These children’s knowledge of their environment is heterogeneous: they know some central points of their city as they have been there often with school (swimming pools, gyms, libraries), but often the areas between these places are not well-known at all; similarly, they are rarely able to move about outside their neighbourhood.

And if these children do have a good knowledge of places that are sometimes very far from their own area, (residential centres, towns in their country of origin), said knowledge is often sketchy. Children find it very difficult to get an idea of the distances or the space between these points.

A lack of education on getting and independence

Families’ lack of mobility due to their exclusion from social and economic life means that the space that children perceive and live in is considerably reduced. Other factors exacerbate this trend; children do not often know how to get around by public transport and if they do move around, for example by bus as they approach their teenage years especially, they most often do so sporadically, on isolated journeys which they have already made with another person. It is much rarer that children acquire a sense of overall orientation within their surrounding urban fabric.

In fact these more specific skills require real learning which in reality does not come from either the surroundings, school or childhood structures.

On the contrary, in recent years, given the strict enforcement of regulations on supporting and accompanying children, education on transport has deteriorated.

Previously, schools in outlying areas of Paris would travel into the city centre using trains or the RER; this was cheap, practical and really helped to educate the children about their environment. The enhanced Vigie Pirates schemes have also borne definitive fruit over their ten years of existence. Educational approaches for children based on education about independence and responsibility have become rarer. For example the practices of the Scouts have been harshly called into question because of over-publicized accidents which often obliged the organizers to revise the risks to children and young adults in various situations from the bottom up.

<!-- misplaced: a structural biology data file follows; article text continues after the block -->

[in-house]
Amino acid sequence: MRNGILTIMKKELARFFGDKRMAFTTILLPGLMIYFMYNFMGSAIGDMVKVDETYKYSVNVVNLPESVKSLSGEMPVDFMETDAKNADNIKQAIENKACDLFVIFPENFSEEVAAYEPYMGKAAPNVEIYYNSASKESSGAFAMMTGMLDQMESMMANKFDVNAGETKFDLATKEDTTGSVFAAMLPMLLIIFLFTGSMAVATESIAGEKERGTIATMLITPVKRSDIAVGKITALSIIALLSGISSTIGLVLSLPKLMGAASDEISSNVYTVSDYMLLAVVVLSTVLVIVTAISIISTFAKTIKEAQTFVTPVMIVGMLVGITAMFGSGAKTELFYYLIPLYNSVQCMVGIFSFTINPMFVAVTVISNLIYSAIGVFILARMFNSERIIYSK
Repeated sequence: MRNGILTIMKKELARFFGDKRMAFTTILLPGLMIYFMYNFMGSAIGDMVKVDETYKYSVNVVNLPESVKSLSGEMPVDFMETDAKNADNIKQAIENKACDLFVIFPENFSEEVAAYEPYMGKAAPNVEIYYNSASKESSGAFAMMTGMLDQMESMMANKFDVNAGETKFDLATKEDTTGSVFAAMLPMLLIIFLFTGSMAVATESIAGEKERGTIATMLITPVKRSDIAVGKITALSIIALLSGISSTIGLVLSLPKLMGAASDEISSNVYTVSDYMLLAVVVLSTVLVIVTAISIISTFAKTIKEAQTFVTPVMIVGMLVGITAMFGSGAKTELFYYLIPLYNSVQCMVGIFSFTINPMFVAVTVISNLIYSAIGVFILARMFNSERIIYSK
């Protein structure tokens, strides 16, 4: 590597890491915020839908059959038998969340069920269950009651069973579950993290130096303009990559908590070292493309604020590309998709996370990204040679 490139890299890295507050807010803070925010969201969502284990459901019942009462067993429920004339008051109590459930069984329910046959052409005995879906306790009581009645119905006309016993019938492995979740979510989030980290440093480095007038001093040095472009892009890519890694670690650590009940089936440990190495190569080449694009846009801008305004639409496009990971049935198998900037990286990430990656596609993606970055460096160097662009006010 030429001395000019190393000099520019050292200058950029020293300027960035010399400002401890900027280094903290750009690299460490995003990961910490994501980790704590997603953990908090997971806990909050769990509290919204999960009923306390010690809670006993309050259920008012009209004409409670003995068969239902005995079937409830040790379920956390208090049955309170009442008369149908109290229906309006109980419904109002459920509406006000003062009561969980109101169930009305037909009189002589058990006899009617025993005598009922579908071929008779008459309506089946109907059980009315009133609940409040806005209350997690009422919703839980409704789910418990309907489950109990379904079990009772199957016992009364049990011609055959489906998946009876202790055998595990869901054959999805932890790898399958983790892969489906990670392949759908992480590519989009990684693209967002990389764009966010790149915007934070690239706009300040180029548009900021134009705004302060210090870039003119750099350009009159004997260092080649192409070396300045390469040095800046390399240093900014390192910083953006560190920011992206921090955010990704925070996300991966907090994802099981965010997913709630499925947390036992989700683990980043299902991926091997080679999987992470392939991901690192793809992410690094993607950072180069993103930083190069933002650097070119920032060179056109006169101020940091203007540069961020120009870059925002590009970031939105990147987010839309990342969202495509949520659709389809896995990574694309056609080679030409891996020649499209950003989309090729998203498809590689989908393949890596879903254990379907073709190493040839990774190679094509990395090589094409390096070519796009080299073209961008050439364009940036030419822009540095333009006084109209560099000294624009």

Likewise, with risk prevention and contravention of increasingly draconian rules, education itself is at risk, as it has found itself banned from the field of educational practices and leisure. Parents of children from disadvantaged areas are often more fearful about their movements. In more isolated families, we see greater refusal to allow the child to go out, even when the whole class goes somewhere, and children are not even allowed to take part in professional leisure structures because “We don’t know the people running it”. These families, who are the most attached to the residence, absorb the fears sparked by different events without being able to put them in context, such as children in accidents or victims of abuse outside the family. This anxiety affects the capacity of disadvantaged families to take on responsibility for their children and is in fact a double form of violence. They serve to exclude children from socializing educational activities on the one hand, but above all they lead both the children and the parents astray: accidents in the home or children left to themselves in a small space constitutes an extremely significant risk which concerns the media. Likewise abuse of all forms is a greater threat to children in restricted spaces, especially as they don’t know many adults and have developed few relationships of trust outside their immediate surroundings.